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With the average US home price breaching $400,000 for the first time, inventory needs to ‘rise substantially’ experts say

·3 min read
With the average US home price breaching $400,000 for the first time, inventory needs to ‘rise substantially’ experts say
With the average US home price breaching $400,000 for the first time, inventory needs to ‘rise substantially’ experts say

With mortgage rates jumping two percentage points since the start of this year, America’s homebuying frenzy finally seems to have subsided.

“Home sales have essentially returned to the levels seen in 2019 — prior to the pandemic,” said the National Association of Realtors’ (NAR) chief economist Lawrence Yun, who described the U.S. real estate market in the past two years as having a “gangbuster performance.”

However, it isn’t completely 2019 again.

New data from the NAR shows the median existing-home price for all housing types in May was $407,600, up 14.8% from May 2021.

“This marks 123 consecutive months of year-over-year increases, the longest-running streak on record,” the NAR said.

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Prices by region

Sales of previously existing homes dropped 3.4% in May, according to NAR data.

"Further sales declines should be expected in the upcoming months given housing affordability challenges from the sharp rise in mortgage rates this year," Yun said.

“Nonetheless, homes priced appropriately are selling quickly and inventory levels still need to rise substantially — almost doubling — to cool home price appreciation and provide more options for home buyers.”

The West topped all U.S. regions in having the highest median home prices at $633,800, an increase of 13.3% from May 2021.

The Northeast had the second highest median home prices at $409,700, representing a 6.7% rise from one year ago.

The median price in the South was $375,000, a 20.6% jump from one year ago. The NAR noted that for the ninth consecutive month, the South recorded the highest pace of price appreciation in comparison to the other three regions.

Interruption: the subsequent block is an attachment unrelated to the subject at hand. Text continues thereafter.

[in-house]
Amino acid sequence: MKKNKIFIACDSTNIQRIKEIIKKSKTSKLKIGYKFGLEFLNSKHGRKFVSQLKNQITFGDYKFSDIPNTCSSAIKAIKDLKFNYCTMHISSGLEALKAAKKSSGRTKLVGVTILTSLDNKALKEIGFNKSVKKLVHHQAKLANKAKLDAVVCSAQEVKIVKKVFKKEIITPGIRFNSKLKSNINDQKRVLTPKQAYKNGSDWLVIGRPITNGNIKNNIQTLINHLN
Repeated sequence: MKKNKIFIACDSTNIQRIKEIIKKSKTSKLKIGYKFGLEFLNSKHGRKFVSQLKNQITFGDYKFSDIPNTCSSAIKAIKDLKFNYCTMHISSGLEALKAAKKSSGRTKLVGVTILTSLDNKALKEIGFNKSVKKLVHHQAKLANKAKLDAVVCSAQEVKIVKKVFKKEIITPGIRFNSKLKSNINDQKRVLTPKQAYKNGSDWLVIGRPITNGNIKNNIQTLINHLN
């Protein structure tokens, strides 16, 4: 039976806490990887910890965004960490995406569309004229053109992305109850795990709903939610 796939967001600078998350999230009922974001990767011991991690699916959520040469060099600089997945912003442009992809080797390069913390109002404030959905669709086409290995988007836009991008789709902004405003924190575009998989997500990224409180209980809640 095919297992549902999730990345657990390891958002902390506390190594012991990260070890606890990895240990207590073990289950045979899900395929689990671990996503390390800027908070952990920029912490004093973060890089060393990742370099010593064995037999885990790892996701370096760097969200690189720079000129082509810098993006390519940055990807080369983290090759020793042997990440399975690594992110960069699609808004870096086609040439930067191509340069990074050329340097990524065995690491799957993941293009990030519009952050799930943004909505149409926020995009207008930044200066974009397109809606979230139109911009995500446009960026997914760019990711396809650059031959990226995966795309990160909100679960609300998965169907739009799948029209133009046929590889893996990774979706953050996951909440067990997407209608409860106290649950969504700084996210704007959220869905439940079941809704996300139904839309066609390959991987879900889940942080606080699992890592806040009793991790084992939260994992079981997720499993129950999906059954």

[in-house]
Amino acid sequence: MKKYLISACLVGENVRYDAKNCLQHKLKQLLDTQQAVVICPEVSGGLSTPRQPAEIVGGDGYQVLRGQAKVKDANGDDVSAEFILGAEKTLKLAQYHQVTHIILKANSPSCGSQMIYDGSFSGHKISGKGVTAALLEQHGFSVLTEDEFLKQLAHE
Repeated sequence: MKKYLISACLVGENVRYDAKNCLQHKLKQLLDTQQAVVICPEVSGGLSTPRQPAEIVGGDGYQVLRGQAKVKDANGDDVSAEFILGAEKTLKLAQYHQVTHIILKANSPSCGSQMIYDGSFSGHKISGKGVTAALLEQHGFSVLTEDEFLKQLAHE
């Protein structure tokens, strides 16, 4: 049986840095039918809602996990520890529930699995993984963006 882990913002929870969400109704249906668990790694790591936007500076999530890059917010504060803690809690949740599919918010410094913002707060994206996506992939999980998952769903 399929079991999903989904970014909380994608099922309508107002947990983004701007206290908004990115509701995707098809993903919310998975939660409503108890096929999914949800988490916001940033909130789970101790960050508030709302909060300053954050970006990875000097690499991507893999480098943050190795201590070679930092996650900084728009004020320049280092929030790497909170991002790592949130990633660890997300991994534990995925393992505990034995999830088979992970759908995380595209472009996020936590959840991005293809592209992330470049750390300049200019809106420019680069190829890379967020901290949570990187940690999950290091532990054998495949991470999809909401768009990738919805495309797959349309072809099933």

Meanwhile, the median price in the Midwest was $294,500, up 9.5% from one year before.

No change in distressed sales

With the U.S. already reporting a negative GDP for Q1, coupled with 40-year high inflation, experts are warning of an incoming recession that could put more financial strain on homeowners trying to make mortgage payments.

For now, NAR’s May data shows distressed sales — foreclosures and short sales — represent less than 1% of all sales. That remains unchanged from the previous month and a year ago in May 2021.

But there are slight changes elsewhere.

NAR’s data showed that first-time buyers were behind 27% of sales in May, down from 28% in April and down from 31% in May 2021.

“Declining home purchases means more people are renting, and the resulting rent price escalation may spur more institutional investors to buy single-family homes and turn them into rental properties — placing additional financial strain on prospective first-time homebuyers,” NAR president Leslie Rouda Smith said in a statement.

“To counter this trend, policymakers should consider incentivizing an inventory release to the market by temporarily lowering capital gains taxes for mom-and-pop investors to sell to first-time buyers.”

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This article provides information only and should not be construed as advice. It is provided without warranty of any kind.